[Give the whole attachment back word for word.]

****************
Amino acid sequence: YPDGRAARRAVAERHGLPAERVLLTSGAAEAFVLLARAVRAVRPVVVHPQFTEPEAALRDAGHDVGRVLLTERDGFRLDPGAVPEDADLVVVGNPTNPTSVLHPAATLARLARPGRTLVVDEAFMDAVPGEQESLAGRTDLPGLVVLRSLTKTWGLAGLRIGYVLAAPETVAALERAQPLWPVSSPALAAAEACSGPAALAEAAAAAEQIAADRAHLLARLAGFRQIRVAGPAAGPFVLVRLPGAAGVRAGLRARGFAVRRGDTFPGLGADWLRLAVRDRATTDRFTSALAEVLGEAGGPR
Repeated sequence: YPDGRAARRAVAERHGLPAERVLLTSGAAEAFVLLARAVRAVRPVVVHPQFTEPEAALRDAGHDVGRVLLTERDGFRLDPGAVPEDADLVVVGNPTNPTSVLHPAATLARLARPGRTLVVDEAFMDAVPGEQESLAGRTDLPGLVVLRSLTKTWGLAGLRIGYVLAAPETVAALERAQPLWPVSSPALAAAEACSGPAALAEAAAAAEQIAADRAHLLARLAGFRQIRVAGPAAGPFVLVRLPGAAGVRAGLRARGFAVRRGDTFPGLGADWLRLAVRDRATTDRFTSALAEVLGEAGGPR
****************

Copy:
Amino acid sequence: YPDGRAARRAVAERHGLPAERVLLTSGAAEAFVLLARAVRAVRPVVVHPQFTEPEAALRDAGHDVGRVLLTERDGFRLDPGAVPEDADLVVVGNPTNPTSVLHPAATLARLARPGRTLVVDEAFMDAVPGEQESLAGRTDLPGLVVLRSLTKTWGLAGLRIGYVLAAPETVAALERAQPLWPVSSPALAAAEACSGPAALAEAAAAAEQIAADRAHLLARLAGFRQIRVAGPAAGPFVLVRLPGAAGVRAGLRARGFAVRRGDTFPGLGADWLRLAVRDRATTDRFTSALAEVLGEAGGPR
Repeated sequence: YPDGRAARRAVAERHGLPAERVLLTSGAAEAFVLLARAVRAVRPVVVHPQFTEPEAALRDAGHDVGRVLLTERDGFRLDPGAVPEDADLVVVGNPTNPTSVLHPAATLARLARPGRTLVVDEAFMDAVPGEQESLAGRTDLPGLVVLRSLTKTWGLAGLRIGYVLAAPETVAALERAQPLWPVSSPALAAAEACSGPAALAEAAAAAEQIAADRAHLLARLAGFRQIRVAGPAAGPFVLVRLPGAAGVRAGLRARGFAVRRGDTFPGLGADWLRLAVRDRATTDRFTSALAEVLGEAGGPR